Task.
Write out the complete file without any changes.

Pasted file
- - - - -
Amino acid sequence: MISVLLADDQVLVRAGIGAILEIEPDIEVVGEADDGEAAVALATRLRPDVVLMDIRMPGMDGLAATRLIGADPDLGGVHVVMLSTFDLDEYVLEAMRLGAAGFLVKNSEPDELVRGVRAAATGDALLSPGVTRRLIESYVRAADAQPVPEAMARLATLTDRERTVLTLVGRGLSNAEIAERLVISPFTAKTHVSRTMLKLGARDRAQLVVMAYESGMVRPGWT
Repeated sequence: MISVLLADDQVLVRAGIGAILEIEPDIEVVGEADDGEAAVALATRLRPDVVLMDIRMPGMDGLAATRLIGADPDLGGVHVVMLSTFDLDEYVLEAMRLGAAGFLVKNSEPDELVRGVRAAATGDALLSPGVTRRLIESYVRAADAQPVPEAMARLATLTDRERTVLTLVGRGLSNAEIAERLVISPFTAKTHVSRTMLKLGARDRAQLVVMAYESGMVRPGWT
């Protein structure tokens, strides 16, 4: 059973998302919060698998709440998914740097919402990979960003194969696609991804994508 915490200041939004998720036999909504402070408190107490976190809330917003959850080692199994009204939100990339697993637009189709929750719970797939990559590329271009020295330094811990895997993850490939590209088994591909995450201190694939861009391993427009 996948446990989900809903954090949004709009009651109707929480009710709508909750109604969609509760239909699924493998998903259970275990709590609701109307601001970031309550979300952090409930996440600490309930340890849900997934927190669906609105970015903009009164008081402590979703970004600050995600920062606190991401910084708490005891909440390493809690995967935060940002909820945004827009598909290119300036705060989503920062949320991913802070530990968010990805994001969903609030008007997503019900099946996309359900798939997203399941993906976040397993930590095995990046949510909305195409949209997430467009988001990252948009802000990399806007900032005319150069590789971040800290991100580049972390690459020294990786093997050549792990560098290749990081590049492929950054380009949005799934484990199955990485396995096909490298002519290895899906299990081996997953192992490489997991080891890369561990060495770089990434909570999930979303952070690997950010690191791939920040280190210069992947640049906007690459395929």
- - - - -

Amino acid sequence: MISVLLADDQVLVRAGIGAILEIEPDIEVVGEADDGEAAVALATRLRPDVVLMDIRMPGMDGLAATRLIGADPDLGGVHVVMLSTFDLDEYVLEAMRLGAAGFLVKNSEPDELVRGVRAAATGDALLSPGVTRRLIESYVRAADAQPVPEAMARLATLTDRERTVLTLVGRGLSNAEIAERLVISPFTAKTHVSRTMLKLGARDRAQLVVMAYESGMVRPGWT
Repeated sequence: MISVLLADDQVLVRAGIGAILEIEPDIEVVGEADDGEAAVALATRLRPDVVLMDIRMPGMDGLAATRLIGADPDLGGVHVVMLSTFDLDEYVLEAMRLGAAGFLVKNSEPDELVRGVRAAATGDALLSPGVTRRLIESYVRAADAQPVPEAMARLATLTDRERTVLTLVGRGLSNAEIAERLVISPFTAKTHVSRTMLKLGARDRAQLVVMAYESGMVRPGWT
């Protein structure tokens, strides 16, 4: 059973998302919060698998709440998914740097919402990979960003194969696609991804994508 915490200041939004998720036999909504402070408190107490976190809330917003959850080692199994009204939100990339697993637009189709929750719970797939990559590329271009020295330094811990895997993850490939590209088994591909995450201190694939861009391993427009 996948446990989900809903954090949004709009009651109707929480009710709508909750109604969609509760239909699924493998998903259970275990709590609701109307601001970031309550979300952090409930996440600490309930340890849900997934927190669906609105970015903009009164008081402590979703970004600050995600920062606190991401910084708490005891909440390493809690995967935060940002909820945004827009598909290119300036705060989503920062949320991913802070530990968010990805994001969903609030008007997503019900099946996309359900798939997203399941993906976040397993930590095995990046949510909305195409949209997430467009988001990252948009802000990399806007900032005319150069590789971040800290991100580049972390690459020294990786093997050549792990560098290749990081590049492929950054380009949005799934484990199955990485396995096909490298002519290895899906299990081996997953192992490489997991080891890369561990060495770089990434909570999930979303952070690997950010690191791939920040280190210069992947640049906007690459395929």